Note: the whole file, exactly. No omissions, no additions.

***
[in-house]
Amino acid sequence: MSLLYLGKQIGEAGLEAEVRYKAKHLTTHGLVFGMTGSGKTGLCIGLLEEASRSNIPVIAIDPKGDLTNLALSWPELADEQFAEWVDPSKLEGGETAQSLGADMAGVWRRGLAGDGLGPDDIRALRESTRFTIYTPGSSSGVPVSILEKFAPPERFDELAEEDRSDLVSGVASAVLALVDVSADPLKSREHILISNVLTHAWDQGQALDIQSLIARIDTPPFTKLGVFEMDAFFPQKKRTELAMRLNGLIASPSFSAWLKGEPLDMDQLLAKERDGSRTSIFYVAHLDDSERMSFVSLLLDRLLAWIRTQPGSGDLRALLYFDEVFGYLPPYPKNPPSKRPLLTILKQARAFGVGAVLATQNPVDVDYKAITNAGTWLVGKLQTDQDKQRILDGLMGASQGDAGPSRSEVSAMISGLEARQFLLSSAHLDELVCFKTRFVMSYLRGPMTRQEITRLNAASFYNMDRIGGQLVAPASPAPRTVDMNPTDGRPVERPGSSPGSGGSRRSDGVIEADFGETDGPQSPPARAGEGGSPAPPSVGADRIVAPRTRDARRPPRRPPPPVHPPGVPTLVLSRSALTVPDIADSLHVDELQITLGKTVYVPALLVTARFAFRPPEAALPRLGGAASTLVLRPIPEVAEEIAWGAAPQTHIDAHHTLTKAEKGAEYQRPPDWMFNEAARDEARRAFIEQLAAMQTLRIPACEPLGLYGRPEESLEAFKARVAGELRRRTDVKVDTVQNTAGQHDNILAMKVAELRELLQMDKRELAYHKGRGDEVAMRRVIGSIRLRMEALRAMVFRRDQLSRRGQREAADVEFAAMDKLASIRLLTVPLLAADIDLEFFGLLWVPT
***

[in-house]
Amino acid sequence: MSLLYLGKQIGEAGLEAEVRYKAKHLTTHGLVFGMTGSGKTGLCIGLLEEASRSNIPVIAIDPKGDLTNLALSWPELADEQFAEWVDPSKLEGGETAQSLGADMAGVWRRGLAGDGLGPDDIRALRESTRFTIYTPGSSSGVPVSILEKFAPPERFDELAEEDRSDLVSGVASAVLALVDVSADPLKSREHILISNVLTHAWDQGQALDIQSLIARIDTPPFTKLGVFEMDAFFPQKKRTELAMRLNGLIASPSFSAWLKGEPLDMDQLLAKERDGSRTSIFYVAHLDDSERMSFVSLLLDRLLAWIRTQPGSGDLRALLYFDEVFGYLPPYPKNPPSKRPLLTILKQARAFGVGAVLATQNPVDVDYKAITNAGTWLVGKLQTDQDKQRILDGLMGASQGDAGPSRSEVSAMISGLEARQFLLSSAHLDELVCFKTRFVMSYLRGPMTRQEITRLNAASFYNMDRIGGQLVAPASPAPRTVDMNPTDGRPVERPGSSPGSGGSRRSDGVIEADFGETDGPQSPPARAGEGGSPAPPSVGADRIVAPRTRDARRPPRRPPPPVHPPGVPTLVLSRSALTVPDIADSLHVDELQITLGKTVYVPALLVTARFAFRPPEAALPRLGGAASTLVLRPIPEVAEEIAWGAAPQTHIDAHHTLTKAEKGAEYQRPPDWMFNEAARDEARRAFIEQLAAMQTLRIPACEPLGLYGRPEESLEAFKARVAGELRRRTDVKVDTVQNTAGQHDNILAMKVAELRELLQMDKRELAYHKGRGDEVAMRRVIGSIRLRMEALRAMVFRRDQLSRRGQREAADVEFAAMDKLASIRLLTVPLLAADIDLEFFGLLWVPT